Dec. 8 (Bloomberg) -- U.S. stocks fell, snapping a three-day gain, as the European Central Bank damped speculation it would boost debt purchases and amid a report Germany rejected some proposals to fight the crisis at a summit of leaders.
Banks tumbled as Morgan Stanley, Citigroup Inc. and JPMorgan Chase & Co. retreated at least 5.2 percent. Alcoa Inc., Intel Corp. and General Electric Co. dropped more than 2.5 percent, pacing declines among the biggest American companies. Hartford Financial Services Group Inc. decreased 8.2 percent after the insurer said it is targeting additional cost cuts as it copes with a “fragile economic recovery.”
The Standard & Poor’s 500 Index retreated 2.1 percent to 1,234.35 at 4 p.m. New York time as 487 out of 500 stocks declined. The Dow Jones Industrial Average lost 198.67 points, or 1.6 percent, to 11,997.70. The Russell 2000 Index of small companies tumbled 3.1 percent to 722.68.
“There’s a temptation to take capital out of the market,” Michael Shaoul, chairman of Marketfield Asset Management in New York, which oversees $1 billion, said in a telephone interview. “You have the concern that the last few times Europe leaders have sat down and talked about this they made a mess of it. People are preparing for the worst.”
Comments from ECB President Mario Draghi roiled the global markets. He kept the onus on European leaders meeting in Brussels to solve the debt crisis by repeating his call for a “fiscal compact” and denying he had hinted the ECB would automatically support such an initiative with more bond purchases.
Equities extended losses in the final hour of trading as Reuters reported that Germany reiterated its opposition to some of the debt-crisis fighting measures being discussed at the summit in Brussels, including issuing common euro-zone debt or running the temporary and permanent bailout funds simultaneously. The European Banking Authority said European Union banks must raise 114.7 billion euros ($152.8 billion) in fresh capital, up from a previous estimate of 106 billion euros.
Today’s decline sent the S&P 500 lower for 2011. It has pared its decline from the end of April to 9.5 percent after dropping as much as 19 percent from this year’s high in April. The gauge has erased its year-to-date loss six times since the beginning of October amid speculation Europe’s steps to tame its crisis would avert a global recession.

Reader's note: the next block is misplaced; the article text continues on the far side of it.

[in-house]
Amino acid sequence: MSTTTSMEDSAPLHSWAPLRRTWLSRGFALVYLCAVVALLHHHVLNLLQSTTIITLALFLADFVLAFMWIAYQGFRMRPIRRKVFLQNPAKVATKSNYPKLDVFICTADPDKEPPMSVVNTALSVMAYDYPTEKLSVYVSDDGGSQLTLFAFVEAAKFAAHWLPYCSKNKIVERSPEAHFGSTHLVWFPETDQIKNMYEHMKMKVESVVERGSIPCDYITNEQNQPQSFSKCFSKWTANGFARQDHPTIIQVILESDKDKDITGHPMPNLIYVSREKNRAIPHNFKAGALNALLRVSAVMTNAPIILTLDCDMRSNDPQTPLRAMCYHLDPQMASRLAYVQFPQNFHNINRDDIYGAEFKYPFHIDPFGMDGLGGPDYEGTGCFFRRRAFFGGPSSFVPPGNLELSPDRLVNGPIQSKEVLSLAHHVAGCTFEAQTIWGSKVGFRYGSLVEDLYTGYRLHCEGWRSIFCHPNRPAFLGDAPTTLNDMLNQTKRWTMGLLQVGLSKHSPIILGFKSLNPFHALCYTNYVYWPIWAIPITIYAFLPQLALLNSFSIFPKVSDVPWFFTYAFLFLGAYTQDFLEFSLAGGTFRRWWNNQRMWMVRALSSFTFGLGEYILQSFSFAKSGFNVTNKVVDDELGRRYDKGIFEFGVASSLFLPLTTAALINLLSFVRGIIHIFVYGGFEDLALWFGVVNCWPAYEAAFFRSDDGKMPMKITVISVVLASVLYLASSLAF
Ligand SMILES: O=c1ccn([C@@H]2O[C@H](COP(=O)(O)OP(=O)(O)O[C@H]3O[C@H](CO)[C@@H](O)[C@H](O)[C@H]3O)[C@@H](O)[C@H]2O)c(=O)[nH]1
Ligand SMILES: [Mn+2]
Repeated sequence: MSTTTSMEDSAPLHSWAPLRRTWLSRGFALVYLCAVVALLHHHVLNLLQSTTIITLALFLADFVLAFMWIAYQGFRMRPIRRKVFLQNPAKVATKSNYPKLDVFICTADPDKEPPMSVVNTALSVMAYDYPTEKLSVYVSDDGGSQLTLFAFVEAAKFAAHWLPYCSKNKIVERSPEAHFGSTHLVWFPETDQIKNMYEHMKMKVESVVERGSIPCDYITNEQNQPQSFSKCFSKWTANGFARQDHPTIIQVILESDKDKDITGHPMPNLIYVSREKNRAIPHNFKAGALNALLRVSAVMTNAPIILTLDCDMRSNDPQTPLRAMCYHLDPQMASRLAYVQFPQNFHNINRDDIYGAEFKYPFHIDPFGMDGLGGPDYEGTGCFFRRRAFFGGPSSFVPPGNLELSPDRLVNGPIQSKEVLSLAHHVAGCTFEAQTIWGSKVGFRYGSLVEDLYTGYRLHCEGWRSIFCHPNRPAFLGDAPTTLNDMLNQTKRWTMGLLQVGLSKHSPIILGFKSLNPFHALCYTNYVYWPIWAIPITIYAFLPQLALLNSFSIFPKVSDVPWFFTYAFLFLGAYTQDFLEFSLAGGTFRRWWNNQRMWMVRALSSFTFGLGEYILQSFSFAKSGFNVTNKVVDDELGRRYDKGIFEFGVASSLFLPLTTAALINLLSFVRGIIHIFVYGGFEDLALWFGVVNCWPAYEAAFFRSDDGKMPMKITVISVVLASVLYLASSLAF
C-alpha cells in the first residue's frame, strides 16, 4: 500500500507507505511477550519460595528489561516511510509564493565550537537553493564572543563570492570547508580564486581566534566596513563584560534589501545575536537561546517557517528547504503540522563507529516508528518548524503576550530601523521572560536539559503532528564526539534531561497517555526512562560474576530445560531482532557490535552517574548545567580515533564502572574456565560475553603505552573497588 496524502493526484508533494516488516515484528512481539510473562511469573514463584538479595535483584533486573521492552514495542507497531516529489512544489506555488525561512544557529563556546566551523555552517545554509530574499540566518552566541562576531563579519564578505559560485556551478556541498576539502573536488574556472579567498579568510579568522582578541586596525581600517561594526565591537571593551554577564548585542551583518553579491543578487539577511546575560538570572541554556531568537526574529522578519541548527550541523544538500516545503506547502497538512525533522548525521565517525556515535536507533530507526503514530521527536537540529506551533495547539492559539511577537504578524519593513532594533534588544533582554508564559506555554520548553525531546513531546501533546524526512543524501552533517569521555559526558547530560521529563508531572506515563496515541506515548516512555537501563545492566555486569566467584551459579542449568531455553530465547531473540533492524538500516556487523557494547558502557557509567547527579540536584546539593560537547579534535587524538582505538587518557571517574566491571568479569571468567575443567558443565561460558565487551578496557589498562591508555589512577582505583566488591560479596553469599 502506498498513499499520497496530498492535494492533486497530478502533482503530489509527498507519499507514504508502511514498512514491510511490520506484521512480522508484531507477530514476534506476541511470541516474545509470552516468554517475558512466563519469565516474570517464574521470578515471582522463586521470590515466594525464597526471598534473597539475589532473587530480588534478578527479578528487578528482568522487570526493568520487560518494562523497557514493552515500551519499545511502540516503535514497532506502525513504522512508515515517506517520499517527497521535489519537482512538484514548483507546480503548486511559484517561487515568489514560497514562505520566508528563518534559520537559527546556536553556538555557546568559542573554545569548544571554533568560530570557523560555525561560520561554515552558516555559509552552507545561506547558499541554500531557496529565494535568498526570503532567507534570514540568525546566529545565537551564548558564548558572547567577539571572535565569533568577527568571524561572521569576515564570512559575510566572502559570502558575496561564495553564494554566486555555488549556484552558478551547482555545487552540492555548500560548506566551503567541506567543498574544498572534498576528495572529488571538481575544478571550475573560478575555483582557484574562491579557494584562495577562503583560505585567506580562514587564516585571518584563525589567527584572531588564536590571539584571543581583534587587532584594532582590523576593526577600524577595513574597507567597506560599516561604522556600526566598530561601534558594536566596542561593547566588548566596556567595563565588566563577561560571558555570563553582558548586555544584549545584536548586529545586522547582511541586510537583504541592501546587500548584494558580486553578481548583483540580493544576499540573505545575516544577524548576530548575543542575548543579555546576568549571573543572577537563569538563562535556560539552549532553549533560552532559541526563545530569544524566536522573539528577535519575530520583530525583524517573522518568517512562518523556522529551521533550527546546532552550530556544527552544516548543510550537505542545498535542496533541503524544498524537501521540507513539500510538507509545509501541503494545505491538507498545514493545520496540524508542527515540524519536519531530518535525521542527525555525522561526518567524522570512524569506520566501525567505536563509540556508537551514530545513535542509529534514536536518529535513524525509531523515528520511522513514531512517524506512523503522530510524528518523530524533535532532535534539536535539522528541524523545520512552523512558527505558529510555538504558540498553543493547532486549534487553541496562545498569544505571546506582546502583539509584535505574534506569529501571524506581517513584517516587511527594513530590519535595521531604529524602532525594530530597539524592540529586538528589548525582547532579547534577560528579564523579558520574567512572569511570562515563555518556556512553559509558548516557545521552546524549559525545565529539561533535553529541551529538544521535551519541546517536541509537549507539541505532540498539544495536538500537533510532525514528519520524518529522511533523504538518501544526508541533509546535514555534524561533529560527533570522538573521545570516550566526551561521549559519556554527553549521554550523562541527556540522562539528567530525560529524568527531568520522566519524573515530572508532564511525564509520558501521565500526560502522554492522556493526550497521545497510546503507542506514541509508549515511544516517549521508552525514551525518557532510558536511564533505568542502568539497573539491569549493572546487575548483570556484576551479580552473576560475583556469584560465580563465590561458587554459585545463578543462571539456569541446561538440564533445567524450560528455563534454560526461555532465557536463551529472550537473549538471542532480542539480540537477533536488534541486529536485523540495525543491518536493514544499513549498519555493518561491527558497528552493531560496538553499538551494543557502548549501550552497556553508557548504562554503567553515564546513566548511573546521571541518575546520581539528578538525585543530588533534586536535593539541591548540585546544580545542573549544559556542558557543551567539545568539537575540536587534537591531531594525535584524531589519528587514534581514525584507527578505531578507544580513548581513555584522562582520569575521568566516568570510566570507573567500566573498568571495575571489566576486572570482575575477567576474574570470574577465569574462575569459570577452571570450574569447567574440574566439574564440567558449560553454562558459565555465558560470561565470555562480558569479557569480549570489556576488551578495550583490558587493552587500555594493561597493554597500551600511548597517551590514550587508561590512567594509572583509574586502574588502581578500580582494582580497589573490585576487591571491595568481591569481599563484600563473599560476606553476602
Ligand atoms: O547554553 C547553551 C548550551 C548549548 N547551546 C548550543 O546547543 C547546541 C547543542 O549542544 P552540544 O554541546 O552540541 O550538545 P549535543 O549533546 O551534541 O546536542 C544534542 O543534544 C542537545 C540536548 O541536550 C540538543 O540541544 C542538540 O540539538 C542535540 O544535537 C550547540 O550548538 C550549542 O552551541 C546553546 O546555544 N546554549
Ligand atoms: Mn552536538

All 10 industries in the S&P 500 declined as financial shares tumbled 3.7 percent as a group. The KBW Bank Index sank 3.9 percent as all of its 24 stocks retreated. Morgan Stanley declined 8.4 percent, the most in the S&P 500, to $15.88. Citigroup dropped 7 percent to $27.75. JPMorgan fell 5.2 percent to $32.22, for the biggest decline in the Dow.
Alcoa, Intel, GE
The Morgan Stanley Cyclical Index retreated 2.9 percent, while the Dow Jones Transportation Average sank 2.5 percent amid concern about economic growth. Alcoa slid 4.3 percent to $9.47. Intel lost 3.7 percent to $24.71. GE fell 2.6 percent to $16.31.
Hartford tumbled 8.2 percent to $17.20. Core earnings, which exclude some investment results, will be $3.30 to $3.60 a share next year, according to a presentation today from the company. That compares with the $3.51 average estimate of 18 analysts surveyed by Bloomberg.
Costco Wholesale Corp. declined 2 percent to $85.76 after the largest U.S. warehouse-club chain said profit margin shrank in the first quarter because of rising costs.
McDonald’s Corp. rose 0.5 percent to $96.92, a record. The shares had the only gain in the Dow. The world’s largest restaurant chain said sales at stores open at least 13 months rose 7.4 percent globally last month, driven by demand in Japan and China.
Stocks May Gain
The U.S. stock market may gain in coming months as economic prospects for the country improve, said Dennis Gartman, an economist and the publisher of the Gartman Letter. At the Inside Commodities conference today in New York, Gartman said he’s starting to get more “bullish” on U.S. equities.
Stock-futures rallied earlier today after the ECB cut interest rates and offered banks unlimited cash for three years. In the U.S, data showed that fewer Americans than forecast filed applications for unemployment benefits last week, reflecting a drop in firings that may signal the job market is on the mend.
“We have two positives and a question mark,” David Kelly, who helps oversee $394 billion as chief market strategist for JPMorgan Funds in New York, said in a telephone interview. “The unemployment claims show the U.S. continues to decouple from Europe’s problems. The second thing is the ECB’s further commitment to stabilize the bank system. The question mark is left to European leaders. We need to see more of a commitment to enforce fiscal discipline and a plan for economic growth.”
The S&P 500 today is more than 1 percent below its average price in the last 200 days after briefly surpassing it in each of the last three days, data compiled by Bloomberg show. The index hasn’t closed above the chart line since Nov. 8, the day before a decline of 3.7 percent. It fell 5.2 percent in the two days after it rose above the 200-day average on Oct. 28.
“It isn’t encouraging for the bulls to see the S&P 500 continue to find trouble near its 200-day moving average,” Ryan Detrick, senior technical strategist at Schaeffer’s Investment Research, said in a telephone interview from Cincinnati. “Then, consider the year-to-date break-even is around 1,257, and you have two logical areas of potential resistance that are clearly holding the market back here.”
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